The Chapel Hill Town Council approved a resolution on Monday night aimed at moving forward with plans for some development of the Greene Tract, but the move could also mean governing bodies for Carrboro and Orange County will have to hold new votes on the proposal.
Chapel Hill’s Town Council chambers were full on Monday night, a rarity for the usually quiet municipal legislative period in July and August. The Town Council called Monday’s special meeting to discuss a resolution setting early guidelines for development of the Greene Tract, which is a 164-acre property jointly owned by Carrboro, Chapel Hill and Orange County but lies entirely in Chapel Hill’s planning jurisdiction.
Members of each the Carrboro Board of Aldermen and Orange County Commissioners were present for Monday night’s meeting and encouraged the Town Council to move forward on the resolution as it was approved by those two bodies earlier this year.
Carrboro Mayor Lydia Lavelle addressed the Chapel Hill Town Council during the public comment portion of Monday’s special meeting.
“This resolution, which has no binding legal effect, identifies generally the amount of land we will commit to various uses and generally where those uses would go,” Lavelle said. “This resolution sets us all up to be able to move forward with this, for all of us to move forward with environmental impact studies and looking at density and looking at intensity and not delay us any further.”
But members of the Town Council said they were uncomfortable with certain designations in the resolution. Hongbin Gu said she opposed the plan because it gave designations of certain acreage of development without a full environmental study to know if the land could support the development. Supporters of the proposal reiterated that the resolution did not bind the council to specific numbers associated with the plans and that further proposals detailing particular projects would receive further examination. This vote, advocates said, would allow the process to move forward to determine those future plans.
Chapel Hill Mayor Pam Hemminger said there were changes that would naturally come during the process involving environmental studies and particular plans coming forward.
“This is a proposed future,” she said. “It’s proposed. It will change. There will be some change from the environmental impact study. But for now, we’re trying to work with our partners of Carrboro and Orange County that have already approved something.”
Councilor Donna Bell brought forward an alternative resolution Monday night that she said was aimed at being a compromise. But that process was complicated by the fact that the new resolution was aimed at making slight changes to the plan passed by the other jurisdictions while still satisfying the concerns of Chapel Hill Town Council members. The haggling over the final wording of that resolution lasted for roughly an hour after nearly 30 members of the public had addressed the council during public comment.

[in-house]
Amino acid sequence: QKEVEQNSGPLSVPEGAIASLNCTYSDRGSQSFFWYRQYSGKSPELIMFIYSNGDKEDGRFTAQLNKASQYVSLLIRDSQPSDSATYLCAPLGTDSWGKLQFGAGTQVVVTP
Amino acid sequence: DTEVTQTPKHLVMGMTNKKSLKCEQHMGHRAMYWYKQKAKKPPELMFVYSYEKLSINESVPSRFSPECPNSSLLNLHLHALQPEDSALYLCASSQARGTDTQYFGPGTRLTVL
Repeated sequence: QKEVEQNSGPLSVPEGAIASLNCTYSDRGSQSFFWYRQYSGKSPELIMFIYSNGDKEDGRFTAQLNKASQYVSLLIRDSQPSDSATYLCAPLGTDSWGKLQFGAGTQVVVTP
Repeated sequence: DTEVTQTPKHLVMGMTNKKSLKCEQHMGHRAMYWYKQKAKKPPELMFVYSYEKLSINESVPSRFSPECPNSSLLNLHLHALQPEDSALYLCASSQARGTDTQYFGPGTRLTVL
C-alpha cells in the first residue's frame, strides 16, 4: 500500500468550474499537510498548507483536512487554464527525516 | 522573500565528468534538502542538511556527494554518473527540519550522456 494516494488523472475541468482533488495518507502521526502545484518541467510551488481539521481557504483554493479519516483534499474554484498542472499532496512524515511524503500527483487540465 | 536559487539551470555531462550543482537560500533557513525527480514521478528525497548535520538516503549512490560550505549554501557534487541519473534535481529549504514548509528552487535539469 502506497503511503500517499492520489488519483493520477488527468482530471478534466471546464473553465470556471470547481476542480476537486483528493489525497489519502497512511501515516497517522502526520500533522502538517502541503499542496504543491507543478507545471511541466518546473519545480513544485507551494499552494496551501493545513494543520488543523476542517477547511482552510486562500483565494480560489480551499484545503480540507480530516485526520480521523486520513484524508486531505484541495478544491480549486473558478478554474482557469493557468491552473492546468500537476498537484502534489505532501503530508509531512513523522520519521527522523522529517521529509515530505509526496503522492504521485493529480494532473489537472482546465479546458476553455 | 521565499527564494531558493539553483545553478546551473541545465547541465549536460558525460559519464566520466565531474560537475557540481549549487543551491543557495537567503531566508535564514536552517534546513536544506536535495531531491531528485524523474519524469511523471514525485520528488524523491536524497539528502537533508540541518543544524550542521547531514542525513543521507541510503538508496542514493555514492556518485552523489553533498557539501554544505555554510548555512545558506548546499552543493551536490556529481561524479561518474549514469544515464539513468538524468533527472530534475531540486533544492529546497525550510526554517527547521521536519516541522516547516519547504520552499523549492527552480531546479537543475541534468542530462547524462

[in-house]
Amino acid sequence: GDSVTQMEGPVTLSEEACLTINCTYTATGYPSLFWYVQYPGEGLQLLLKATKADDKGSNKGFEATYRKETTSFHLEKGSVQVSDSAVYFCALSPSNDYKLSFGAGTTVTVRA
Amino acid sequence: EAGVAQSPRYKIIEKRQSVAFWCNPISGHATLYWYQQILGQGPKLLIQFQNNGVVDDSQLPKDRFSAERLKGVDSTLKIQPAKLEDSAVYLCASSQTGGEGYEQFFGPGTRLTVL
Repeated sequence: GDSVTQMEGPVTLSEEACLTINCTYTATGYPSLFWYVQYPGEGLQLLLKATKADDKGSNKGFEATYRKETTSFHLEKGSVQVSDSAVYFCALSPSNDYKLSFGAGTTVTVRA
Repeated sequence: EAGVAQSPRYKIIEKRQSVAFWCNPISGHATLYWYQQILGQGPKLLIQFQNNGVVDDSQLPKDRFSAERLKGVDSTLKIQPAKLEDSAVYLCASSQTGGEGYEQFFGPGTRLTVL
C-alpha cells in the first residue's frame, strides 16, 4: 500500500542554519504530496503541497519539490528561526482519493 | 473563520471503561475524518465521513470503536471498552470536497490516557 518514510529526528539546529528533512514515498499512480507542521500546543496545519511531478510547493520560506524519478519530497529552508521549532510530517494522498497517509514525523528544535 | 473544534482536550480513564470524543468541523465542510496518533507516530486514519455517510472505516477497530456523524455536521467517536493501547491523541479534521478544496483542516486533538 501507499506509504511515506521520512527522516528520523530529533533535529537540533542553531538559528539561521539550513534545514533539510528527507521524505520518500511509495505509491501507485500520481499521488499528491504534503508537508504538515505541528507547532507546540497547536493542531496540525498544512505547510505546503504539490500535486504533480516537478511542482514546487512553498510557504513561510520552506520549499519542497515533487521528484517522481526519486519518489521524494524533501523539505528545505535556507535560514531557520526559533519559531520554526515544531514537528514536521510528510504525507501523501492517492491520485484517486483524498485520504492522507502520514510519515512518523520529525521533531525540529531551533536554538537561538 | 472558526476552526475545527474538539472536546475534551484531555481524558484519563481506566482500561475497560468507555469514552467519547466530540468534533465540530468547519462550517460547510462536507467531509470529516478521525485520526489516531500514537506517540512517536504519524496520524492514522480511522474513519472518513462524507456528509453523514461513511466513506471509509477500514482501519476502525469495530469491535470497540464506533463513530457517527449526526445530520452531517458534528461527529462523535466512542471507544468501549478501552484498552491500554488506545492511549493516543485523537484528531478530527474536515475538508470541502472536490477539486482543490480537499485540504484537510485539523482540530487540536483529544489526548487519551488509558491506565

Ultimately, the council voted 7-2 to approve a resolution that closely follows what was passed by Carrboro and Orange County earlier this year. But instead of designating certain areas of the Greene Tract for certain developments – including residential, mixed-use, a school site and public recreational facility site – the map approved by Chapel Hill leaves the entire area undesignated of a specific use. The only pieces set aside for a certain purpose in the plan approved Monday night are 82 acres that will be preserved. The resolution approved Monday also strikes 22 acres of potential housing from the initial resolution. Hongbin Gu and Nancy Oates were the two dissenting votes Monday night. Oates said she felt as though Monday’s resolution represented a master plan that she wasn’t comfortable with because it designated certain acreage amounts for certain projects.
Some changes have already occurred since the resolution passed by Carrboro and Orange County this spring. Chair of the Chapel Hill – Carrboro City Schools Board of Education Joal Hall Broun told the Town Council on Monday night that the school’s needs could exceed the 11 acres currently shown as a possible school site.
Chapel Hill communications officials said after Monday night’s meeting that a copy of the adopted resolution will be provided to Carrboro and Orange County and that staffs from each jurisdiction would work on next steps. Further action could be needed by Carrboro and Orange County elected officials to align all aspects of Monday night’s vote. Neither of those bodies is scheduled to meet before the fall.